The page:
Jewish agencies that rely heavily on state funding to provide social services are concerned that what they contend is a broad government strategy to "level fund" certain sectors — in order to bolster other programs — will leave them scrambling to meet costs.
JEVS Human Services, the Abramson Center for Jewish Life, and the Jewish Family & Children's Service of Greater Philadelphia are among the agencies slated to go without a cost of living increase in the 2008-09 state budget, sources said.
The deadline for the governor and legislators to agree on a budget is June 30, although invariably the negotiations go later than that. Last July, a budget standoff led Pennsylvania Gov. Ed Rendell to enact a one-day furlough of thousands of state employees.
At a time when costs of all kinds are increasing at an alarming rate — especially food and energy — funding that does not include a cost-of-living increase is tantamount to a budget-slashing, according to Carol Irvine, CEO of the Abramson Center in Horsham, which serves as both a nursing home and an assisted-living facility.
Last year, the center received roughly $17 million in state funding. This money is disbursed through Medicaid and determined on a per-resident basis.
"We believe this flat funding will cost us over $600,000, because all of our costs are going up," said Irvine, who added that the bulk of state dollars go toward patient care.
In fact, according to the Pennsylvania Heath Care Association, the situation is the same in all nursing homes across the state. The Glendale Uptown Home in Northeast Philadelphia would be affected as well.
"Pennsylvania's budget should not be balanced on the backs of the elderly," said Dr. Stuart Shapiro, president and CEO of the health-care association. "The governor provides additional funds to a variety of new programs, but has not adequately funded nursing homes in his new budget. It clearly is not a priority."
At $28.3 billion, the proposed general fund budget represents a 4.2 percent increase over last year. According to Rendell's office, more than 40 percent of that proposed increase — $476 million — is slated to go toward spending on education. The proposed budget does provide for $4.2 billion in nursing home, as well as home and community-based long-term-care services.
Mike Hall, deputy secretary at the Department of Public Welfare, explained that nursing homes have routinely had their funding increased, while other human-services providers, such as JEVS, have not. Now, the governor is taking the approach that all providers should get the same cost of living adjustment — and, at least as of now, that is slated to be zero.
Hall added that if all providers received a 2 percent increase, it would cost the commonwealth $108 million — money he argued the state doesn't have.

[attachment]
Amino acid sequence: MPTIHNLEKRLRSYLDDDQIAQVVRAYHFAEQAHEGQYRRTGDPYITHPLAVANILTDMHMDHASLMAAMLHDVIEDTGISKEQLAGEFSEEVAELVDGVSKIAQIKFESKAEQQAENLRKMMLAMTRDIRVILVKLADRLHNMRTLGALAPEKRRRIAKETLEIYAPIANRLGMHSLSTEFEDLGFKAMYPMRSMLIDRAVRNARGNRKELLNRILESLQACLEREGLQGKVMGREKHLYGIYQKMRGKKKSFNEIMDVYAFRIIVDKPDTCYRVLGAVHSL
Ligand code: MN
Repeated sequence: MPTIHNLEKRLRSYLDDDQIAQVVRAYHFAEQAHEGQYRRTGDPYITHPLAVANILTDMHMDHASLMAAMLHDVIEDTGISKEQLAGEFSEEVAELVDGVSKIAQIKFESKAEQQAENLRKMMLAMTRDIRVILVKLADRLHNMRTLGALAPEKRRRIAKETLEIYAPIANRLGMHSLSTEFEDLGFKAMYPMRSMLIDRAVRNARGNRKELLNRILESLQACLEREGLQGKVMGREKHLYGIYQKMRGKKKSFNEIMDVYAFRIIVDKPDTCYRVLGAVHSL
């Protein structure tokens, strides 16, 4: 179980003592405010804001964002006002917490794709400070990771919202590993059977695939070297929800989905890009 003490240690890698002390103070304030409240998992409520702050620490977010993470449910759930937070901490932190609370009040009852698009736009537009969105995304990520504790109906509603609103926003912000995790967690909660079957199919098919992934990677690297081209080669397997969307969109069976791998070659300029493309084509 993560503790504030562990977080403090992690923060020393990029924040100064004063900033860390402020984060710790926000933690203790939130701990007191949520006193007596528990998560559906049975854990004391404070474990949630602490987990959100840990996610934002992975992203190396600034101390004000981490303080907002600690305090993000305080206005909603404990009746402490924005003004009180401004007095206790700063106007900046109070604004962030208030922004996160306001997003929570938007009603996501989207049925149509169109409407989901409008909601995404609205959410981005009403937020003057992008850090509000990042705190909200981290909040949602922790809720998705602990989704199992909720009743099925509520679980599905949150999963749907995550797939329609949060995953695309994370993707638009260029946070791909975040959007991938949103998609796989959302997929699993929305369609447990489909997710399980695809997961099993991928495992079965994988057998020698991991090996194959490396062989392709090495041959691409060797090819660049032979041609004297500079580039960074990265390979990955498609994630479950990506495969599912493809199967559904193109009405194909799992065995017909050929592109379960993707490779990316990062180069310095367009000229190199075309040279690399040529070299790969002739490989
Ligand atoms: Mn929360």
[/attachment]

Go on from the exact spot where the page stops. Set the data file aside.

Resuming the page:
"Nursing homes as an industry have done really well under this administration," said Hall, adding that overall funding has increased 22 percent under the Rendell administration.
JEVS also relies heavily on state funding disbursed through the Department of Public Welfare, according to Kristen Rantanen, spokeswoman for the local agency. She estimated that as much as 70 percent of its programming could be affected.
JEVS programs financed through the state include residential and day services for adults with intellectual disabilities, behavioral-health services — which include substance-abuse treatment — and home support for the physically disabled.
"We believe that the governor and his administration are very concerned about costs associated with running these programs. Unfortunately, resources are scarce," acknowledged Rantanen.
Holli Elgert, a spokeswoman for Jewish Family and Children's Service, said that the organization's leadership did not wish to comment on the budget process. Other sources said JFCS was facing similar funding issues as Abramson and JEVS.
For much of the last year, Sudan and Iran divestment has been among the top priorities for the Pennsylvania Jewish Coalition, which represents the interests of federations across the state. But at a recent board meeting in Harrisburg, members stressed the need to press for a cost-of-living increase for Jewish agencies, according to Hank Butler, PJC's executive director.
Butler said that PJC is hoping for a 2 percent, across-the-board increase for social-service providers. He estimated that, statewide, Jewish agencies receive roughly $200 million in funding.
Robin Schatz, director of government affairs for the Jewish Federation of Greater Philadelphia, said that while she was concerned about possible funding shortfalls, the budget is a long way from being finalized.
"Everything is pretty fluid right now," she said. "I'm not going to get too worked up about it just yet."